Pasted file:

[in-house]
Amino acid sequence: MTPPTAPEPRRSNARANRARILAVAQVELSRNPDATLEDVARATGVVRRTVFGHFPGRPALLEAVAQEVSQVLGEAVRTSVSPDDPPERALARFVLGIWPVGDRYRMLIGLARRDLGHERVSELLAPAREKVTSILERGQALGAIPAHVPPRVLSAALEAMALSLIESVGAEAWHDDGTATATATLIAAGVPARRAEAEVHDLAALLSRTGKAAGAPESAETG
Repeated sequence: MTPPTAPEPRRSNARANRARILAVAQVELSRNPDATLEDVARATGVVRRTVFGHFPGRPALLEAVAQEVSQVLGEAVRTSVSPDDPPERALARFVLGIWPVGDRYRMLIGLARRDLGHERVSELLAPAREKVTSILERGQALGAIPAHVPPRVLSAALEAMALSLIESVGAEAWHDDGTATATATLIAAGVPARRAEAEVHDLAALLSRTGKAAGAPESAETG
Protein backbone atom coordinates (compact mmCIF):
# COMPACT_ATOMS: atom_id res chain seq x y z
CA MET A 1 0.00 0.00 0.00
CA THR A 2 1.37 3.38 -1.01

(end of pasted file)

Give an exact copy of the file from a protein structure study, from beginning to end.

[in-house]
Amino acid sequence: MTPPTAPEPRRSNARANRARILAVAQVELSRNPDATLEDVARATGVVRRTVFGHFPGRPALLEAVAQEVSQVLGEAVRTSVSPDDPPERALARFVLGIWPVGDRYRMLIGLARRDLGHERVSELLAPAREKVTSILERGQALGAIPAHVPPRVLSAALEAMALSLIESVGAEAWHDDGTATATATLIAAGVPARRAEAEVHDLAALLSRTGKAAGAPESAETG
Repeated sequence: MTPPTAPEPRRSNARANRARILAVAQVELSRNPDATLEDVARATGVVRRTVFGHFPGRPALLEAVAQEVSQVLGEAVRTSVSPDDPPERALARFVLGIWPVGDRYRMLIGLARRDLGHERVSELLAPAREKVTSILERGQALGAIPAHVPPRVLSAALEAMALSLIESVGAEAWHDDGTATATATLIAAGVPARRAEAEVHDLAALLSRTGKAAGAPESAETG
Protein backbone atom coordinates (compact mmCIF):
# COMPACT_ATOMS: atom_id res chain seq x y z
CA MET A 1 0.00 0.00 0.00
CA THR A 2 1.37 3.38 -1.01